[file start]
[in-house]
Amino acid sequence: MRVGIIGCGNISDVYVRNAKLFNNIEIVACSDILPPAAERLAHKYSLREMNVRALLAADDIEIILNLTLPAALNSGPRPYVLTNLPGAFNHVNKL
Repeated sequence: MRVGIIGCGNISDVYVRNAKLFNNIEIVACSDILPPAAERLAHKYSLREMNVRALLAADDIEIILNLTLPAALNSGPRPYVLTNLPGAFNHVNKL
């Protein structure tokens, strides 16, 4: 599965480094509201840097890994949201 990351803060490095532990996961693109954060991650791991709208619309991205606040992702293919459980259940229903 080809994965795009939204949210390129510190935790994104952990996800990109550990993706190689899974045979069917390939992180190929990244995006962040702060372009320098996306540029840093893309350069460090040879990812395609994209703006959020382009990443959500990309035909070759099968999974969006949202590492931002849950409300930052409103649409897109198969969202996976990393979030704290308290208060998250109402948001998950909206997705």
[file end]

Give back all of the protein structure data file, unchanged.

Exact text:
[in-house]
Amino acid sequence: MRVGIIGCGNISDVYVRNAKLFNNIEIVACSDILPPAAERLAHKYSLREMNVRALLAADDIEIILNLTLPAALNSGPRPYVLTNLPGAFNHVNKL
Repeated sequence: MRVGIIGCGNISDVYVRNAKLFNNIEIVACSDILPPAAERLAHKYSLREMNVRALLAADDIEIILNLTLPAALNSGPRPYVLTNLPGAFNHVNKL
């Protein structure tokens, strides 16, 4: 599965480094509201840097890994949201 990351803060490095532990996961693109954060991650791991709208619309991205606040992702293919459980259940229903 080809994965795009939204949210390129510190935790994104952990996800990109550990993706190689899974045979069917390939992180190929990244995006962040702060372009320098996306540029840093893309350069460090040879990812395609994209703006959020382009990443959500990309035909070759099968999974969006949202590492931002849950409300930052409103649409897109198969969202996976990393979030704290308290208060998250109402948001998950909206997705």